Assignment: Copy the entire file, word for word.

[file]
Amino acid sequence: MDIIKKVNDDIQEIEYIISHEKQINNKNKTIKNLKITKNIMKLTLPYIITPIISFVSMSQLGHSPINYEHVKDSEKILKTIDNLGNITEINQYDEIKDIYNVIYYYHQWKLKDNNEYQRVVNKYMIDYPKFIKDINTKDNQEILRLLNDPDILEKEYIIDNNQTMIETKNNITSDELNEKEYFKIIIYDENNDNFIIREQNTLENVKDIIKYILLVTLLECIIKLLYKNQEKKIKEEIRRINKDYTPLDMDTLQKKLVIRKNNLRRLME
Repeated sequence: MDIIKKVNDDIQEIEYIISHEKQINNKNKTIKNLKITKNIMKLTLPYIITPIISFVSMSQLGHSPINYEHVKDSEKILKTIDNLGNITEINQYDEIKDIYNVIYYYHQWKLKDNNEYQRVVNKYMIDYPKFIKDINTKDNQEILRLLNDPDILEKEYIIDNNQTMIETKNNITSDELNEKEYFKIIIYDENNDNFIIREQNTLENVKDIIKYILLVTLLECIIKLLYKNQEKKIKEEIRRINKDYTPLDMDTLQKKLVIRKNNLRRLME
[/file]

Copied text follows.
Amino acid sequence: MDIIKKVNDDIQEIEYIISHEKQINNKNKTIKNLKITKNIMKLTLPYIITPIISFVSMSQLGHSPINYEHVKDSEKILKTIDNLGNITEINQYDEIKDIYNVIYYYHQWKLKDNNEYQRVVNKYMIDYPKFIKDINTKDNQEILRLLNDPDILEKEYIIDNNQTMIETKNNITSDELNEKEYFKIIIYDENNDNFIIREQNTLENVKDIIKYILLVTLLECIIKLLYKNQEKKIKEEIRRINKDYTPLDMDTLQKKLVIRKNNLRRLME
Repeated sequence: MDIIKKVNDDIQEIEYIISHEKQINNKNKTIKNLKITKNIMKLTLPYIITPIISFVSMSQLGHSPINYEHVKDSEKILKTIDNLGNITEINQYDEIKDIYNVIYYYHQWKLKDNNEYQRVVNKYMIDYPKFIKDINTKDNQEILRLLNDPDILEKEYIIDNNQTMIETKNNITSDELNEKEYFKIIIYDENNDNFIIREQNTLENVKDIIKYILLVTLLECIIKLLYKNQEKKIKEEIRRINKDYTPLDMDTLQKKLVIRKNNLRRLME